11. Start a company — Have an innovative idea? New companies seem to be sprouting all the time. Stay connected with people and keep your eyes open for new ideas. Get an MBA and meet people who can help you get a concept off the ground.

Not sure where to start? As I mentioned above, start building your social and professional network. Reconnect with people and ask many questions. Find people who are in various positions and ask them what they like/dislike.

Join some associations to build your network and to find companies:

ACHE: American College of Healthcare Executives
ACPE: American College of Physician Executives
ACRO: Association of Clinical Research Organizations
AHIMA: American Health Information Management Association
AMIA: American Medical Informatics Association
AMWA: American Medical Writers Association
APHA: American Public Health Association
CCHIT: Certification Commission for Healthcare Information Technology
NAMCP: National Association of Managed Care Physicians

National Association of MD/MBA Students

Finally, you may want to take a look at these programs:
MBA in a Day
SEAK – Non-clinical careers for physicians

Visit the author’s blog:

// Share //

// Comments //


  1. Anonymous says:

    also journalism like CNN DR. SUNJAY GUPTA

  2. SM says:

    I personally know of an MD internist who decided to leave the field of medicine and open up an extremely successful international medical transcription company, a medical billing company, and an urgent care. He has made millions off of his 3 ventures.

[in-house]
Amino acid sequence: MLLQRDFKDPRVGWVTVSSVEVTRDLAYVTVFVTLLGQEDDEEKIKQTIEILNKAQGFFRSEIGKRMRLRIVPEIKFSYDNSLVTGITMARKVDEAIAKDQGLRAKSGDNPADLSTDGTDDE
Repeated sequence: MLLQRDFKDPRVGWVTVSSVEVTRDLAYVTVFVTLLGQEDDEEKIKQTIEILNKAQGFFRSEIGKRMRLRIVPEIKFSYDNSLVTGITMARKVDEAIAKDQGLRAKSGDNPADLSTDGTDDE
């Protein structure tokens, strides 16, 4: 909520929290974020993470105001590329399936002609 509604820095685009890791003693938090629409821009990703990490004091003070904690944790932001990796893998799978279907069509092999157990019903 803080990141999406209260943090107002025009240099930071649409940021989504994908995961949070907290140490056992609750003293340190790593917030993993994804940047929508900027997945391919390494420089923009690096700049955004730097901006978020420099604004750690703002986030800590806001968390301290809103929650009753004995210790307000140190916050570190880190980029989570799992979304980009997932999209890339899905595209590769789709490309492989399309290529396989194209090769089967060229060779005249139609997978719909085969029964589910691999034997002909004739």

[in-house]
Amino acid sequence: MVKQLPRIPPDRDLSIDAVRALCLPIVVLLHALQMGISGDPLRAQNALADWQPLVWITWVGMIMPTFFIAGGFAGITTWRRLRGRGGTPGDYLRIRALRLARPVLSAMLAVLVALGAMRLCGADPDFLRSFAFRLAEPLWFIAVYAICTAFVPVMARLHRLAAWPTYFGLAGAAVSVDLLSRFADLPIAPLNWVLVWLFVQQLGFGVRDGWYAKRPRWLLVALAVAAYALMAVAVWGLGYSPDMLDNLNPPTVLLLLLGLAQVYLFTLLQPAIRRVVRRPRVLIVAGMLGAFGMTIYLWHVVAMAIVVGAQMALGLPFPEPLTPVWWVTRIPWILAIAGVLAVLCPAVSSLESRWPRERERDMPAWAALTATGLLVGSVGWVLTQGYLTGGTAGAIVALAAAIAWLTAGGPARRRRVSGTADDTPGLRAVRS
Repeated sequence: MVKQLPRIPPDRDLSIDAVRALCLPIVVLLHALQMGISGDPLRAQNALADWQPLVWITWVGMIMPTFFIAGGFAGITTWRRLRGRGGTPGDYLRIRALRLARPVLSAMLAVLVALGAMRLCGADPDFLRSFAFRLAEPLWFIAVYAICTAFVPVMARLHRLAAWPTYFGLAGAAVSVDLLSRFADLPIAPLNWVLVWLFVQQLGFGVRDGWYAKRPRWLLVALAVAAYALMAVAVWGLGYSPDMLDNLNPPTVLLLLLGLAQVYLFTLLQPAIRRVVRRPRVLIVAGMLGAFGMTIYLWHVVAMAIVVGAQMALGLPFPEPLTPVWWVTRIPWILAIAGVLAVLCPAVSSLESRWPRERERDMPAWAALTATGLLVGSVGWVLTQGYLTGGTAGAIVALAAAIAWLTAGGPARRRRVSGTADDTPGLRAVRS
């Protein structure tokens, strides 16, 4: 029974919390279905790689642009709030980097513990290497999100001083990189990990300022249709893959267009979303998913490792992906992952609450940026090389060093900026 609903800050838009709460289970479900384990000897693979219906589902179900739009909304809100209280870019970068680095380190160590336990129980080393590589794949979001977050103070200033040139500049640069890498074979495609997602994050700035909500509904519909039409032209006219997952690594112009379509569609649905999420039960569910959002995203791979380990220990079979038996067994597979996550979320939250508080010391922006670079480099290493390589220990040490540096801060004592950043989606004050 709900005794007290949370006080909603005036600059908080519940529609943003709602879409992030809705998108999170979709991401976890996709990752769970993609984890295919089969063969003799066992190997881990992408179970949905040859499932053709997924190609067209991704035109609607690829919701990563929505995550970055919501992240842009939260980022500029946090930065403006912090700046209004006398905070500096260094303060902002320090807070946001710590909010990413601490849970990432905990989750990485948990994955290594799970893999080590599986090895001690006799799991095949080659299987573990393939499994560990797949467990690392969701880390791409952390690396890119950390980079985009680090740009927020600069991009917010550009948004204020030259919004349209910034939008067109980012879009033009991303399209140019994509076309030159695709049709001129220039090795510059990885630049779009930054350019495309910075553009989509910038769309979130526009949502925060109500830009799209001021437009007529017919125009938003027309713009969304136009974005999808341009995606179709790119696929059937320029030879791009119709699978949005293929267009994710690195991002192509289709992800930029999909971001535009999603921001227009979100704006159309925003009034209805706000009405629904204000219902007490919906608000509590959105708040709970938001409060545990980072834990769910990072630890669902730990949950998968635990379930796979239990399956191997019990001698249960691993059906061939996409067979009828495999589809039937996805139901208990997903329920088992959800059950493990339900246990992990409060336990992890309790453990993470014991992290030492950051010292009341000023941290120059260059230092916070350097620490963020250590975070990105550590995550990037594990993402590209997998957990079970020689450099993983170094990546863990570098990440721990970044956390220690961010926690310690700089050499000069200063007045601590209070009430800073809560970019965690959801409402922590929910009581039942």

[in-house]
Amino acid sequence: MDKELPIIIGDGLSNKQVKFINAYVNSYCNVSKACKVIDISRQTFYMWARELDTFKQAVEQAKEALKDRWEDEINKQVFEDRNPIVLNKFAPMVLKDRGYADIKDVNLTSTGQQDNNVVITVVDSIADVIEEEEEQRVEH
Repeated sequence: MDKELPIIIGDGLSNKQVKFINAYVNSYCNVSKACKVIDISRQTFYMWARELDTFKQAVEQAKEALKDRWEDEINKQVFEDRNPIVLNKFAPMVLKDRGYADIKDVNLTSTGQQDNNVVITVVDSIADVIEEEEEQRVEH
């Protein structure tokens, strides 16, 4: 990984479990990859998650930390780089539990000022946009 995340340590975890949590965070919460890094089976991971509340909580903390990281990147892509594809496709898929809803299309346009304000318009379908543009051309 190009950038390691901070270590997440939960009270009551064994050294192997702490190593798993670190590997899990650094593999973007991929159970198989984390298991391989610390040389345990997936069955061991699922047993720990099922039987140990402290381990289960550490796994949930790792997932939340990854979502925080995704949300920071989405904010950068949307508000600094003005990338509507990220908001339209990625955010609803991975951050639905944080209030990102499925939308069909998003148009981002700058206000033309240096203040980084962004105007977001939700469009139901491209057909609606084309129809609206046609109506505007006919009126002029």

3. wateravatar says:

    This was amazing! What a great post. Is there any way we can get in contact with Dr. Kim? I have given my SDN username above.

  4. nice post…..

    i think u forgot one really important avenues for us docs….

    biomedical engineering…..extreme potential……lots of opportunities even now….and expected to increase exponentially in next 5 years….and its really interesting to be in as well…….

    do give ur comments on this…..

  5. I’m glad to hear that some people found this post useful. For those who want to ask me any direct questions or if you’d like me to help you get connected with some people, either: 1) send me a PM (username is mdjkim on the forums); 2) leave a comment on my blog ( with a way for me to respond
    3) create an account on LinkedIn and send me a personal message. LinkedIn is a great way to network with old colleagues and professionals. You may find some great leads there.

  6. Deepak, I lumped biomedical engineering into #6 – devices. However, since biomedical engineering covers a much broader scope, I agree that it should probably be listed separately. After all, nanotechnology is a very hot area right now.

    The other point I want to make is this: many device companies and biomedical companies rely on physicians as consultants. Hence, it may be difficult to find full-time employment (with a reasonable salary). However, you may find opportunities to consult for Contract Research Organizations (CROs) that work on devices and biomedical projects.